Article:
When considering launching your business, there are several essential steps before a person is legally allowed to sell and make profits from their business. These laws vary from state to state. Many business structures are available for new business owners, from operating as a sole proprietorship to forming a corporation. Each business structure has legal and tax ramifications (consult with one of our attorneys for a better understanding of those ramifications.). Most importantly, your business goals will determine the best business structure for your company, from small to large.
Why are business structures even important? Well, a business legal structure or a business entity is a government classification that is meant to regulate certain aspects of a business. There are different purposes for a business structure; one, on the federal level, your business legal structure determines the type of tax burden you may be liable for. On a state level, your business might face different liability ramifications.
A sole proprietorship is a business entity where a single owner has the autonomy to run their business as they imagine it to be without additional members or a board of directors. This business structure is easy to form and gives a business owner complete control and management of their business. Sole proprietorships are an excellent choice for those who wish to run a low-risk business and self-manage their company before forming a formal entity. Once you form a sole proprietorship, you as the owner are entitled to all the profits from the business. Additionally, you are responsible for all the debts, losses, and liabilities that your company experiences.
On the other hand, a partnership is two or more people running a business together. Unlike a sole proprietorship that does not have investors contributing to funding the company, a partnership has those advantages. There are two common types of partnerships to be caveat about limited partnership (LP) and Limited Liability Partnership (LLP).
In a limited partnership, there is only one general partner who manages the day-to-day operation of the business. Likewise, each general partner is liable for all the partnership debts, obligations, and activities. In addition, limited partners have what is often called “passive investors” who typically contribute money to the business and share the business’s income. However, they don’t participate in the day-to-day management of the company. Idaho Code § 30-24, et seq.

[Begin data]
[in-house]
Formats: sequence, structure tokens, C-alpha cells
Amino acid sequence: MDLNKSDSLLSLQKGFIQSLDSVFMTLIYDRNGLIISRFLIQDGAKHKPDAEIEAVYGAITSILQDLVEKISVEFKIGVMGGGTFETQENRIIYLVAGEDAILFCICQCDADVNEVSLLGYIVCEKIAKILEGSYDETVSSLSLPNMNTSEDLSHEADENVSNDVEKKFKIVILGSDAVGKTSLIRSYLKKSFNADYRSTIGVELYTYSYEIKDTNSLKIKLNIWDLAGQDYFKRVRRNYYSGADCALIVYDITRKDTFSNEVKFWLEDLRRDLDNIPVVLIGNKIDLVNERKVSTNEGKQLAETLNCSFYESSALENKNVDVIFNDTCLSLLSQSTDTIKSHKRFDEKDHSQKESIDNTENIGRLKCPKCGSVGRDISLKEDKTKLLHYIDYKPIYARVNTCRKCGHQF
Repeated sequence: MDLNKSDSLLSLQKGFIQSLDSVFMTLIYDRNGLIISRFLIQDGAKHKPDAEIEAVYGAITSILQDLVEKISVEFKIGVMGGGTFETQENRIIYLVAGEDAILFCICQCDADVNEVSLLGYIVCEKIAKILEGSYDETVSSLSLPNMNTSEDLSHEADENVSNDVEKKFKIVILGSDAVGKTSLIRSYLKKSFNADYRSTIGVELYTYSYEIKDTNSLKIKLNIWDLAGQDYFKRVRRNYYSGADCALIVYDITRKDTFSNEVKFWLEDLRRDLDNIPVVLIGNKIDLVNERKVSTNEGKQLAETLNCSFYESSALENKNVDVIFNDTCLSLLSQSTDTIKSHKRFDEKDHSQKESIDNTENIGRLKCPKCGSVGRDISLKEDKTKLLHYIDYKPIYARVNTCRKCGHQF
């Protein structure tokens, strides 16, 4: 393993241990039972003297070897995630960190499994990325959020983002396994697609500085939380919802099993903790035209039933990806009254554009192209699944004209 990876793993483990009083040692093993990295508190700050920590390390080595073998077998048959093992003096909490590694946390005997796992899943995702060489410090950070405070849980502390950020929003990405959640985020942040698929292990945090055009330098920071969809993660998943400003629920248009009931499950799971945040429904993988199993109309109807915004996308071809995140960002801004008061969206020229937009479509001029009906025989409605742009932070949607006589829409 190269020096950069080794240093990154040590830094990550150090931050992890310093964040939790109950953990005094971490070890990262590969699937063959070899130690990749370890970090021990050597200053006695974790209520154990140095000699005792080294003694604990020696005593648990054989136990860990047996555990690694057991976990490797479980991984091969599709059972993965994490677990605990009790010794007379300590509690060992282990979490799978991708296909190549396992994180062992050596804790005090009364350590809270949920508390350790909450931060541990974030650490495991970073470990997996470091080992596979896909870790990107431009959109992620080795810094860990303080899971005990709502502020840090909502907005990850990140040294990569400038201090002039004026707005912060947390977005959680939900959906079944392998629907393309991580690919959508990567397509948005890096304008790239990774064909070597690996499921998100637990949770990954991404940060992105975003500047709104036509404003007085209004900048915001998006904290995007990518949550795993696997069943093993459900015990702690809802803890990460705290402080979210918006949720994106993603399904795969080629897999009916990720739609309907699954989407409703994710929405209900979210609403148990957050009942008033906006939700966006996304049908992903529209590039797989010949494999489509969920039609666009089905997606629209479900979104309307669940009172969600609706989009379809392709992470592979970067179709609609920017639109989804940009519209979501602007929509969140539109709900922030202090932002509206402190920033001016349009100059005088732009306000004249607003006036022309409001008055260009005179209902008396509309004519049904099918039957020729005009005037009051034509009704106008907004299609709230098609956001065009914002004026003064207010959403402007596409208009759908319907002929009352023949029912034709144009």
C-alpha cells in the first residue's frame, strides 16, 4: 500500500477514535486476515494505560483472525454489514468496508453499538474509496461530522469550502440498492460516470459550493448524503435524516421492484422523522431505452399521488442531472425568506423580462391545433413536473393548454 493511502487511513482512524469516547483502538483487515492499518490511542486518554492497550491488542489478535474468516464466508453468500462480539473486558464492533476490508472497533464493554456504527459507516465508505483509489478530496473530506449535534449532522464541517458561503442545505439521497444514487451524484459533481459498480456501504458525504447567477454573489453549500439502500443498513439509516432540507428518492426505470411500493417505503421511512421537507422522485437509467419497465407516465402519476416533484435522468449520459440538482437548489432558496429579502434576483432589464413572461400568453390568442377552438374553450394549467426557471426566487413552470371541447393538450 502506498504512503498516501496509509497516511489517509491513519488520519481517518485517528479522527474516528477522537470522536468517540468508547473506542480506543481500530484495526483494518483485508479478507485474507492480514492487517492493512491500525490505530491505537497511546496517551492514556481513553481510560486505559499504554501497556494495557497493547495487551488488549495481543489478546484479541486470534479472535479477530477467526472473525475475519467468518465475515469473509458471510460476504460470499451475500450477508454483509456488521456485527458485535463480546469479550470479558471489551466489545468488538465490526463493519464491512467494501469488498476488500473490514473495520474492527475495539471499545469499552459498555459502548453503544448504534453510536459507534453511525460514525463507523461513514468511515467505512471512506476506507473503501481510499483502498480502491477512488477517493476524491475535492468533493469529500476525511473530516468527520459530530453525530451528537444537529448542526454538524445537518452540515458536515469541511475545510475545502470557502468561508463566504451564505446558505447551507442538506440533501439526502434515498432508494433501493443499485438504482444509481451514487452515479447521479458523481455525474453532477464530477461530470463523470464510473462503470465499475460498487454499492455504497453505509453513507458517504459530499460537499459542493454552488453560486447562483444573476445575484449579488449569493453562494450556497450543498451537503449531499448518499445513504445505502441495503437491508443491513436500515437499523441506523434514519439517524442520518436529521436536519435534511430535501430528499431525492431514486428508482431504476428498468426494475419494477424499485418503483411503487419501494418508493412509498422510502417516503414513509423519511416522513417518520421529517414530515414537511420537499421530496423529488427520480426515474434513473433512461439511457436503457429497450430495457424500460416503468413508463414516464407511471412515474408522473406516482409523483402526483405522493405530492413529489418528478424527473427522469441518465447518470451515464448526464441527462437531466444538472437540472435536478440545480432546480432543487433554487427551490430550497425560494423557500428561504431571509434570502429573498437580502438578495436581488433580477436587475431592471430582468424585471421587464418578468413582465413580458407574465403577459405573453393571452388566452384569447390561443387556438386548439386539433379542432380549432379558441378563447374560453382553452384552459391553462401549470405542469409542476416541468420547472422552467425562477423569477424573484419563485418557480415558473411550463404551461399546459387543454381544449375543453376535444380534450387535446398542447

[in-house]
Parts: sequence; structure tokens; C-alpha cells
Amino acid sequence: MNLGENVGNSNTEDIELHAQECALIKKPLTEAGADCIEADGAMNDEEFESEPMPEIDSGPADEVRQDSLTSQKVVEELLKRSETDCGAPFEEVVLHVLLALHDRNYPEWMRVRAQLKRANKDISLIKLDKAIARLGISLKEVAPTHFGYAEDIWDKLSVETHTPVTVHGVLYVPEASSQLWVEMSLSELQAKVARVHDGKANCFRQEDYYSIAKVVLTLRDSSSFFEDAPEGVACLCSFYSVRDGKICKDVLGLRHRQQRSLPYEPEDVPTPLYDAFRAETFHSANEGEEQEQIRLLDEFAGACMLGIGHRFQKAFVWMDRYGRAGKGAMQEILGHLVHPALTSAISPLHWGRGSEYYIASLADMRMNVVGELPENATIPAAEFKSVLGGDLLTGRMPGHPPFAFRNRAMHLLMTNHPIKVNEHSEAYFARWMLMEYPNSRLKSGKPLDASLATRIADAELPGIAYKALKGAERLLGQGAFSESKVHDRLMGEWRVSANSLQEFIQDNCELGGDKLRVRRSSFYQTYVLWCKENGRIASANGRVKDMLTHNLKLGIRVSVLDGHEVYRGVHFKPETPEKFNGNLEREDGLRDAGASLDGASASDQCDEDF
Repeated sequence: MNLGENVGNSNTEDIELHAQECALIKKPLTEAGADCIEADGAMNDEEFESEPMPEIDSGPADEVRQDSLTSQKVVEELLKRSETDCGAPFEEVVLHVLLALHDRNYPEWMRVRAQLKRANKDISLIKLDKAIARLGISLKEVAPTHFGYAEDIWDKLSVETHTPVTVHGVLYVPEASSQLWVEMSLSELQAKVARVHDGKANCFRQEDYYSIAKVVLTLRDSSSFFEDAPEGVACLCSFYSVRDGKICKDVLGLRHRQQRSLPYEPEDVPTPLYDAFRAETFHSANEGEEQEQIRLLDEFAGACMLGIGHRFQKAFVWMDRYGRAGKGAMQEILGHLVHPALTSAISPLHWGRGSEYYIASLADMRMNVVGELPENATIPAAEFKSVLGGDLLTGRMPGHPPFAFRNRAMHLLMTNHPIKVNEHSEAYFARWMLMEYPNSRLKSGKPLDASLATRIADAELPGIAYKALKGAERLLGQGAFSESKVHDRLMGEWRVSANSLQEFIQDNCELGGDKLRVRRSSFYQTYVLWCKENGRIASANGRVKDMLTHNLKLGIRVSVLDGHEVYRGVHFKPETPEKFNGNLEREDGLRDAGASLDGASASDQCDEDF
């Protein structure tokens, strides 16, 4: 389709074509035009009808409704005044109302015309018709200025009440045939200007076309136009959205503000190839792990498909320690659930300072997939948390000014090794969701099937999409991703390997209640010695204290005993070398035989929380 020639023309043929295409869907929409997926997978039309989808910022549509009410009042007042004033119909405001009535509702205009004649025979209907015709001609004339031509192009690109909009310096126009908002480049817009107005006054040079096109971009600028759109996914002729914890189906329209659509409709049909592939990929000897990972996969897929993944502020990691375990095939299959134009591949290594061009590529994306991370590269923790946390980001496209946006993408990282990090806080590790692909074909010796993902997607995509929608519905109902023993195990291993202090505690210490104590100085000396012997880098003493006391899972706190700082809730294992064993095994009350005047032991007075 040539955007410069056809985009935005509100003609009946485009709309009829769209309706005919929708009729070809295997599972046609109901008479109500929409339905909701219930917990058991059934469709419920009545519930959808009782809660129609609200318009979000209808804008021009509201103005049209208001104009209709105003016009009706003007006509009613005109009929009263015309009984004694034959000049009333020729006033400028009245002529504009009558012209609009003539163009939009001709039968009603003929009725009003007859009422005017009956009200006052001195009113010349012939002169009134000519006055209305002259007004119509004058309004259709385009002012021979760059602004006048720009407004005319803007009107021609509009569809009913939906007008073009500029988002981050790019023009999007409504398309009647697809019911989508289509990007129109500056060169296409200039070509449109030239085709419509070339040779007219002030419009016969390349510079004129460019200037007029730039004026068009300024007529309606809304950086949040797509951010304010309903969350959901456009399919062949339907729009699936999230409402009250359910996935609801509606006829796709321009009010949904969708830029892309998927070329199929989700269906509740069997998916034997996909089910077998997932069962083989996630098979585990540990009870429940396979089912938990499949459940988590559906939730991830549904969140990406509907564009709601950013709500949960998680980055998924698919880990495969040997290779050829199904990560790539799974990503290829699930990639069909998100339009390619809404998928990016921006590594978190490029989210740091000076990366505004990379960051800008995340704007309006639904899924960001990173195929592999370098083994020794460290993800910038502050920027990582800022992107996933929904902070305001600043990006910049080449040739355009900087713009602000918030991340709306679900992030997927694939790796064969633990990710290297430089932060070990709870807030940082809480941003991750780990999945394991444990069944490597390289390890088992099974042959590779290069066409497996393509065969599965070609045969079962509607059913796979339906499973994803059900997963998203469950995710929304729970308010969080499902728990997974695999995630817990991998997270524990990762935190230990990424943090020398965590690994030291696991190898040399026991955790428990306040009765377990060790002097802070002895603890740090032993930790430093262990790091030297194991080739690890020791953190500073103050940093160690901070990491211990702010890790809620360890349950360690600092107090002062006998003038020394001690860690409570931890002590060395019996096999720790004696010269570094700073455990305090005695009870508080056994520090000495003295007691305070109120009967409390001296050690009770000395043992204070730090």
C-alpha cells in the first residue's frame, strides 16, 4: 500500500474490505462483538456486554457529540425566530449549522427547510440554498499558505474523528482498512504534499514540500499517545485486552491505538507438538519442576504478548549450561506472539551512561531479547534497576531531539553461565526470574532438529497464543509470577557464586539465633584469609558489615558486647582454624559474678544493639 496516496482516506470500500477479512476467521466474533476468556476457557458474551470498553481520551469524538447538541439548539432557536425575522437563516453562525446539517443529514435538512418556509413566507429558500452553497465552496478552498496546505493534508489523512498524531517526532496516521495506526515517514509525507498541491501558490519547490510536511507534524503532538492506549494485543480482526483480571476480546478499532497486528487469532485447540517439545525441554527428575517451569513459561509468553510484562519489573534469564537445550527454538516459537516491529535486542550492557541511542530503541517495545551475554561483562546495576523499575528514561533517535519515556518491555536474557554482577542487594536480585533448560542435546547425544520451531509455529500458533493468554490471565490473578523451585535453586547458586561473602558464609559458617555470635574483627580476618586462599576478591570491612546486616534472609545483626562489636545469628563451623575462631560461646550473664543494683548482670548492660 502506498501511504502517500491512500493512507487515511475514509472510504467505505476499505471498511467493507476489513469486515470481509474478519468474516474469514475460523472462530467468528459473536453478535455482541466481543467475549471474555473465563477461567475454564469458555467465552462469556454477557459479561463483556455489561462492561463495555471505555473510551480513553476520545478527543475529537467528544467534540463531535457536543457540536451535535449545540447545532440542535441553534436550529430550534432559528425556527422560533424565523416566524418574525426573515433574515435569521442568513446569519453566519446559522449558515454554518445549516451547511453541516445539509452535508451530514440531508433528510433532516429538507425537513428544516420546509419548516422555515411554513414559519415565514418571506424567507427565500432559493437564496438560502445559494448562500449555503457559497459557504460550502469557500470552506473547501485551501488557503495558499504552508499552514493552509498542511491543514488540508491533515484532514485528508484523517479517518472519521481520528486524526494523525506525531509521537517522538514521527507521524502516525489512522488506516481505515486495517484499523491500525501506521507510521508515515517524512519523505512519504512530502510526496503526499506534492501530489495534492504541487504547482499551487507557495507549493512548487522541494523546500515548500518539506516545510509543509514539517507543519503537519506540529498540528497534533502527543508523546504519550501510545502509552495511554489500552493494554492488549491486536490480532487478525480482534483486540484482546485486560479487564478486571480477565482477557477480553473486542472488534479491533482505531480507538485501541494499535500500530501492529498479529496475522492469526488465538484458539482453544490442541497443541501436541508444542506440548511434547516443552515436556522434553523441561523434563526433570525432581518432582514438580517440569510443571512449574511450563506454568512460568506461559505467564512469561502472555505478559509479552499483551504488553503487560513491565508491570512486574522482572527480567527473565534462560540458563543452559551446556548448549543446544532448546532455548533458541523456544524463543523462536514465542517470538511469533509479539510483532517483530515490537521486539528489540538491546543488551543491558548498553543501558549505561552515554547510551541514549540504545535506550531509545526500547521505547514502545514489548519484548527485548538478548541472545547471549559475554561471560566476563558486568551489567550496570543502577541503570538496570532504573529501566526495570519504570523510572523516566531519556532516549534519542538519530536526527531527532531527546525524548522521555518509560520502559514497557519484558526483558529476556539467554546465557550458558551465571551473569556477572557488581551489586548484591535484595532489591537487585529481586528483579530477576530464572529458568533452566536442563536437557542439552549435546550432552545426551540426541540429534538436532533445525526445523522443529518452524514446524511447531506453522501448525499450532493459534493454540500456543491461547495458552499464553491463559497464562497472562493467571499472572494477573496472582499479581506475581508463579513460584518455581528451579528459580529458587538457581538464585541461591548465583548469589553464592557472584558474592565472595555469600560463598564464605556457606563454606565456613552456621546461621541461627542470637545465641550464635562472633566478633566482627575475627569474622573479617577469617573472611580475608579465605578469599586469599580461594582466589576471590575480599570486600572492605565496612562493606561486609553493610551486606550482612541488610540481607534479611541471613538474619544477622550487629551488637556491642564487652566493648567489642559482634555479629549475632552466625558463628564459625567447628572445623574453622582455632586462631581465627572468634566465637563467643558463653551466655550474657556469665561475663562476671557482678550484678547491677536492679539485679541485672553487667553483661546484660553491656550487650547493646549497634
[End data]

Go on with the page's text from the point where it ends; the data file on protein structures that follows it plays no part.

Limited Liability Partnership
Like a limited partnership, a limited liability partnership gives everyone (all the owners or investors) limited liability. An LLP is a good business decision for those who have a business with multiple owners. Examples could be a professional group like a law firm or a family looking to start a company together that isn’t ready to form a formal business. It’s essential to have an attorney present when creating the partnership agreement as they establish the terms of the partnership and what each partner is entitled to. Idaho Code § 30-23-9, et seq
A corporation, also known as a C-corp, is a legal entity separate and independent from its owners. Because of this, forming a corporation is more complex and expensive than most other business structures available. However, this form of business structure provides the most protection to its owners from personal liability. Still, it requires an even more extensive record-keeping, operational process, and reporting of the day-to-day management of the business. Additionally, a corporation can enter into contracts independent from the shareholders; it can sue, be sued, own and sell property and sell the rights of ownership in the form of stocks. However, a corporation also has the responsibility of tax payments.
Unlike a sole proprietorship, partnerships, and LLCs (which we will discuss later), corporations pay income taxes on their profits. As a result, they have, in some instances, been taxed twice- once when the company makes a profit and later when the shareholders’ dividends are paid to their personal tax returns.